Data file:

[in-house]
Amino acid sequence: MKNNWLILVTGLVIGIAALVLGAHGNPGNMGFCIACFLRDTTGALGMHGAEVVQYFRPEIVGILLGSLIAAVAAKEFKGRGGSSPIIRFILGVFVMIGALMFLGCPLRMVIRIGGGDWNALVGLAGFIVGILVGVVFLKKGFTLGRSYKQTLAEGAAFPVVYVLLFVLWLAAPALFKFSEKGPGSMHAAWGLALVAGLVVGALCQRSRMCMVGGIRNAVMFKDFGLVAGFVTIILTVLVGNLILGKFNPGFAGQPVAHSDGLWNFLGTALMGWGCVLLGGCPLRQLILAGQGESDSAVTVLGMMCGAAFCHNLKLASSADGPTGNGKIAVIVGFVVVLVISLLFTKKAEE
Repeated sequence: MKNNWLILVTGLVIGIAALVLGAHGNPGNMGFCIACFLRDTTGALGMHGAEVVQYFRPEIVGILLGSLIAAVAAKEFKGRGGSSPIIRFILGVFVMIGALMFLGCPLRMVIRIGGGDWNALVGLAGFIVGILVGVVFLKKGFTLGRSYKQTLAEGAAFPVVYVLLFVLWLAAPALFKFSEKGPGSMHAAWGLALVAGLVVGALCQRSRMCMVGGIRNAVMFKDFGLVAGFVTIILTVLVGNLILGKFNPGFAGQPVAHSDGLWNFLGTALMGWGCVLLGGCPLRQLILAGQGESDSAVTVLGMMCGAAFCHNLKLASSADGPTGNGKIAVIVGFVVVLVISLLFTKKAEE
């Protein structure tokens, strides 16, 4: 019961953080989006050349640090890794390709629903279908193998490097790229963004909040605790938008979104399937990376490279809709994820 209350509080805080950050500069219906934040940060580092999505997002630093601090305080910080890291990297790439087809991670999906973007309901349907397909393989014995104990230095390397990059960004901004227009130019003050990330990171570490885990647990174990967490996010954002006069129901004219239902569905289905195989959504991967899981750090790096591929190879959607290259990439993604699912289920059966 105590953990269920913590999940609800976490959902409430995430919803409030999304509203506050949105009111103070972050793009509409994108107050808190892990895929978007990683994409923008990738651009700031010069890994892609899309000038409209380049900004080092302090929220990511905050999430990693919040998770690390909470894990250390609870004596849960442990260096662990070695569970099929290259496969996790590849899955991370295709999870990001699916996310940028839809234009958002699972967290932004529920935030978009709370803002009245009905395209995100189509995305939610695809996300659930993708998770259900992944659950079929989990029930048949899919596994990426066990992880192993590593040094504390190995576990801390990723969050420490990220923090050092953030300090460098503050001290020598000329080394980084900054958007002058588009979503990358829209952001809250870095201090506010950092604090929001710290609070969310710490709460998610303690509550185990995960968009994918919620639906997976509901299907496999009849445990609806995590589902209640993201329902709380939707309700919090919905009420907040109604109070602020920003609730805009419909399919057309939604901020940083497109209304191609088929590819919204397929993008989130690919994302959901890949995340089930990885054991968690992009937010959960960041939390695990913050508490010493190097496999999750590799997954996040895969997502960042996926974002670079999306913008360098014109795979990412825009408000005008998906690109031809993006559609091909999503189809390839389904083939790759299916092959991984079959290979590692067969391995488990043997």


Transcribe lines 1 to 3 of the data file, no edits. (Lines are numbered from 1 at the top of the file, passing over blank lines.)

[in-house]
Amino acid sequence: MKNNWLILVTGLVIGIAALVLGAHGNPGNMGFCIACFLRDTTGALGMHGAEVVQYFRPEIVGILLGSLIAAVAAKEFKGRGGSSPIIRFILGVFVMIGALMFLGCPLRMVIRIGGGDWNALVGLAGFIVGILVGVVFLKKGFTLGRSYKQTLAEGAAFPVVYVLLFVLWLAAPALFKFSEKGPGSMHAAWGLALVAGLVVGALCQRSRMCMVGGIRNAVMFKDFGLVAGFVTIILTVLVGNLILGKFNPGFAGQPVAHSDGLWNFLGTALMGWGCVLLGGCPLRQLILAGQGESDSAVTVLGMMCGAAFCHNLKLASSADGPTGNGKIAVIVGFVVVLVISLLFTKKAEE
Repeated sequence: MKNNWLILVTGLVIGIAALVLGAHGNPGNMGFCIACFLRDTTGALGMHGAEVVQYFRPEIVGILLGSLIAAVAAKEFKGRGGSSPIIRFILGVFVMIGALMFLGCPLRMVIRIGGGDWNALVGLAGFIVGILVGVVFLKKGFTLGRSYKQTLAEGAAFPVVYVLLFVLWLAAPALFKFSEKGPGSMHAAWGLALVAGLVVGALCQRSRMCMVGGIRNAVMFKDFGLVAGFVTIILTVLVGNLILGKFNPGFAGQPVAHSDGLWNFLGTALMGWGCVLLGGCPLRQLILAGQGESDSAVTVLGMMCGAAFCHNLKLASSADGPTGNGKIAVIVGFVVVLVISLLFTKKAEE